Posted on Tuesday, July 14th, 2009 by Russ Fischer
PT Barnum is America’s premiere showman. As in, he was the first man to define the quintessentially American sense of show business success to a degree that he became synonymous with his shows. Phineas Taylor ‘PT’ Barnum’s name and image are far more well known than the man himself, and fiction has long since held sway over truth. (For instance, the famous ‘there’s a sucker born every minute’ line didn’t come from Barnum, but from a competitor, David Hannum.) Now Columbia Pictures may shed some light on the man behind the curtain. (Or not; this is Hollywood.) The studio has bought an untitled Barnum pitch by Stan Chervin that will tell the story of the showman’s life.
I’m not sure about how this will be structured, however, as the trade claims the film will focus on Barnum’s ‘early years.’ He didn’t really get into the circus business until late in life, though. “The Greatest Show on Earth” grew out of a traveling circus established by Barnum when he was 61. Granted, he’d been running freak shows and other strange exhibitions long before that. Barnum started out as a shopkeeper, got into the lottery craze and founded a weekly paper, The Herald of Freedom, in Danbury, CT. When the lottery was legislated out of business he moved to New York City and eventually bought the Scudder Museum, which he rechristened Barnum’s American Museum and packed with life acts and curiosities. Barnum was a salesman at heart, and he added lights and banners to draw in pedestrians, and remade the museum’s rooftop into a strolling garden complete with hot-air balloon flights that allowed patrons to make out high over the city. A long series of other activities, exhibits, hoaxes and other business ventures eventually led him to create “The Greatest Show on Earth.”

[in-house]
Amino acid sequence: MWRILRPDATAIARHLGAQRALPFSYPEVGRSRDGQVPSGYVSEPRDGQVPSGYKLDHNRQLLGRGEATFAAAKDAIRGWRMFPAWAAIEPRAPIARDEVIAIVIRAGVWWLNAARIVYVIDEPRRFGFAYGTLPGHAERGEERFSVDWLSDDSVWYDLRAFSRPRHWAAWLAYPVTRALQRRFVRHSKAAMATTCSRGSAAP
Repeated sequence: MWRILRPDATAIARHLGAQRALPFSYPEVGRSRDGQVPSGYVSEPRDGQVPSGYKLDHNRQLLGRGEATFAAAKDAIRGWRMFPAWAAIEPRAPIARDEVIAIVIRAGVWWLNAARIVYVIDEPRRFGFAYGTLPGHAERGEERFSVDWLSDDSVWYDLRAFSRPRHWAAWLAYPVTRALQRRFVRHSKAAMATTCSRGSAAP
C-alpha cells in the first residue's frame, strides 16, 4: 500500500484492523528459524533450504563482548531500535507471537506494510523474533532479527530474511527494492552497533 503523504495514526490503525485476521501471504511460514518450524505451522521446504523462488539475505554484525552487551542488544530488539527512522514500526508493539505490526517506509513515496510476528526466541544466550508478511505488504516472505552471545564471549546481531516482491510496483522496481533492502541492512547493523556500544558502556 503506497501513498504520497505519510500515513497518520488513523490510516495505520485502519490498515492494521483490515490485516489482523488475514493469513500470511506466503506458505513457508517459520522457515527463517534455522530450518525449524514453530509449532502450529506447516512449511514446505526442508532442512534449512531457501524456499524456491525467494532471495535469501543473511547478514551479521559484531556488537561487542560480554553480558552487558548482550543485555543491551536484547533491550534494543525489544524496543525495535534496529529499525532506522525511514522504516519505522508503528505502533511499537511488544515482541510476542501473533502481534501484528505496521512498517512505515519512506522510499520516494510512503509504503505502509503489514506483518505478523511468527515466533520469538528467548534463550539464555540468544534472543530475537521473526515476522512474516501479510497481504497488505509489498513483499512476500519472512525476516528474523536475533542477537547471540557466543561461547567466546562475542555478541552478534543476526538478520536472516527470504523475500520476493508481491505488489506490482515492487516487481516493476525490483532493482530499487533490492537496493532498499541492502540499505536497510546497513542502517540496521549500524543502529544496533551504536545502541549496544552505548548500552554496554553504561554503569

Stan Chervin wrote the first draft of Moneyball, later rewritten by Steve Zaillian and now Aaron Sorkin. He also wrote J Mac for Sony and The Sorceror’s Apprentice for Disney.